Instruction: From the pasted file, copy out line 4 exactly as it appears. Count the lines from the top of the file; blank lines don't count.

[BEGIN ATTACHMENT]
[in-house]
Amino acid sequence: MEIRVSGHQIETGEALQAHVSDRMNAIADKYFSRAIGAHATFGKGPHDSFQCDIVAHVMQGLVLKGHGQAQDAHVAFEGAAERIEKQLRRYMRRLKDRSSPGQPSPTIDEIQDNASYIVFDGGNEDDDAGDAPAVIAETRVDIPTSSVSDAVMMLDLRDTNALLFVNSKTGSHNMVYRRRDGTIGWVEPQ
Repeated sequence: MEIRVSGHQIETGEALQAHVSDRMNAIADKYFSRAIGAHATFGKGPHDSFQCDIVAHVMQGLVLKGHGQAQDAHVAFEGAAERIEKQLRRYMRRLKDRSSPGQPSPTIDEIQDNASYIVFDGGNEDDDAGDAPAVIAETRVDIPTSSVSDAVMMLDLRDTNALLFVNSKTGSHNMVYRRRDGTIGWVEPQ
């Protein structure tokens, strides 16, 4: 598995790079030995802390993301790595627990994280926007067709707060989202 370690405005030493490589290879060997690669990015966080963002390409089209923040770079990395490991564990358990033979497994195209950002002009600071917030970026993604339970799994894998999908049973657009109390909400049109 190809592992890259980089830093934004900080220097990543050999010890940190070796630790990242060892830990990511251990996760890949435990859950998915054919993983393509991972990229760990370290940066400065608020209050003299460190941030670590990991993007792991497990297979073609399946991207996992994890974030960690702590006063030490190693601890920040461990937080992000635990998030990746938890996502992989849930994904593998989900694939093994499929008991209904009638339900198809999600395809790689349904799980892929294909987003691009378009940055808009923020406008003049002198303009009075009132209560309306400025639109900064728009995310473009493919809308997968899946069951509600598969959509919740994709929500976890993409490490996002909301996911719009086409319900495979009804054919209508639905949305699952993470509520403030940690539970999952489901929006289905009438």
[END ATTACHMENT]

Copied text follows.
């Protein structure tokens, strides 16, 4: 598995790079030995802390993301790595627990994280926007067709707060989202 370690405005030493490589290879060997690669990015966080963002390409089209923040770079990395490991564990358990033979497994195209950002002009600071917030970026993604339970799994894998999908049973657009109390909400049109 190809592992890259980089830093934004900080220097990543050999010890940190070796630790990242060892830990990511251990996760890949435990859950998915054919993983393509991972990229760990370290940066400065608020209050003299460190941030670590990991993007792991497990297979073609399946991207996992994890974030960690702590006063030490190693601890920040461990937080992000635990998030990746938890996502992989849930994904593998989900694939093994499929008991209904009638339900198809999600395809790689349904799980892929294909987003691009378009940055808009923020406008003049002198303009009075009132209560309306400025639109900064728009995310473009493919809308997968899946069951509600598969959509919740994709929500976890993409490490996002909301996911719009086409319900495979009804054919209508639905949305699952993470509520403030940690539970999952489901929006289905009438």